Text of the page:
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Drug Des Devel Ther. 2014 Oct 9;8:1801-15. doi: 10.2147/DDDT.S71352. eCollection 2014.

Development of polyether urethane intravaginal rings for the sustained delivery of hydroxychloroquine.

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Laboratory for Drug Delivery and Biomaterials, Faculty of Pharmacy, University of Manitoba, Winnipeg, MB, Canada.
Department of Medical Microbiology and Infectious Diseases, University of Manitoba, Winnipeg, MB, Canada ; Department of Community Health Sciences, Faculty of Medicine, University of Manitoba, Winnipeg, MB, Canada.


Hydroxychloroquine (HCQ) has been shown to demonstrate anti-inflammatory properties and direct anti-HIV activity. In this study, we describe for the first time the fabrication and in vitro evaluation of two types of intravaginal ring (IVR) devices (a surfaced-modified matrix IVR and a reservoir segmental IVR) for achieving sustained delivery (>14 days) of HCQ as a strategy for preventing male-to-female transmission of HIV. Both IVRs were fabricated by hot-melt injection molding. Surface-modified matrix IVRs with polyvinylpyrrolidone or poly(vinyl alcohol) coatings exhibited significantly reduced burst release on the first day (6.45% and 15.72% reduction, respectively). Reservoir IVR segments designed to release lower amounts of HCQ displayed near-zero-order release kinetics with an average release rate of 28.38 μg/mL per day for IVRs loaded with aqueous HCQ and 32.23 μg/mL per day for IVRs loaded with HCQ mixed with a rate-controlling excipient. Stability studies demonstrated that HCQ was stable in coated or noncoated IVRs for 30 days. The IVR segments had no significant effect on cell viability, pro-inflammatory cytokine production, or colony formation of vaginal and ectocervical epithelial cells. Both IVR systems may be suitable for the prevention of HIV transmission and other sexually transmitted infections.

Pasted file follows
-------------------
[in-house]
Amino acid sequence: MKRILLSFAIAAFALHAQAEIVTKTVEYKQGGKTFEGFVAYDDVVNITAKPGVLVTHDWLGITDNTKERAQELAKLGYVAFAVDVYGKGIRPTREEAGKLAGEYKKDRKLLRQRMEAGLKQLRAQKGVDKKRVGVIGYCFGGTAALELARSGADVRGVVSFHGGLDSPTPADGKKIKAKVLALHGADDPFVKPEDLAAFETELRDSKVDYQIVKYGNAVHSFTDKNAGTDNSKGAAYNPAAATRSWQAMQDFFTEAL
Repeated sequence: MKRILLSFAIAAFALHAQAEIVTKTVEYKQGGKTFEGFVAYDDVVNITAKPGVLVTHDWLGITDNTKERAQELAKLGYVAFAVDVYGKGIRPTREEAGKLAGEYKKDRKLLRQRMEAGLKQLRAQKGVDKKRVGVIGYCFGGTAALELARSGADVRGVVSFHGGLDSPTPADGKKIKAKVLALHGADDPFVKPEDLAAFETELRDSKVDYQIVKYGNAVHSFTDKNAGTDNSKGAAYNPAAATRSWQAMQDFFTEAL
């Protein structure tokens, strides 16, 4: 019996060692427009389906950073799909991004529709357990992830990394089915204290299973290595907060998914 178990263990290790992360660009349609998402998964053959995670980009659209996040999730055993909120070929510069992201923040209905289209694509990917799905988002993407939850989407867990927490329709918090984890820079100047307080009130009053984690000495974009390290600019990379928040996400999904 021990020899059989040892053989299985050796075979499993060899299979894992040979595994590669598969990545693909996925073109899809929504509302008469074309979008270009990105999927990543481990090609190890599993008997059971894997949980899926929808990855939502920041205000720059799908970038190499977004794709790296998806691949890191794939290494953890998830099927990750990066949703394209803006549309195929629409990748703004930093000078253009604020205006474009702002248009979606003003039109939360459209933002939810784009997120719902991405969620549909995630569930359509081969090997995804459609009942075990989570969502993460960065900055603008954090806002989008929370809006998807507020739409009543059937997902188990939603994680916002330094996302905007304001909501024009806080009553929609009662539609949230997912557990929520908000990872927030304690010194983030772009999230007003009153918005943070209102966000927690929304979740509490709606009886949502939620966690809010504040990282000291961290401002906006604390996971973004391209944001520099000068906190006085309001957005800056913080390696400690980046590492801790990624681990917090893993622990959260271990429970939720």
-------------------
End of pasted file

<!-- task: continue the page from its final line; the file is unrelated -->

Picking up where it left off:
HIV/AIDS; drug release; intravaginal delivery; matrix system; microbicide; polymeric drug carrier; reservoir system

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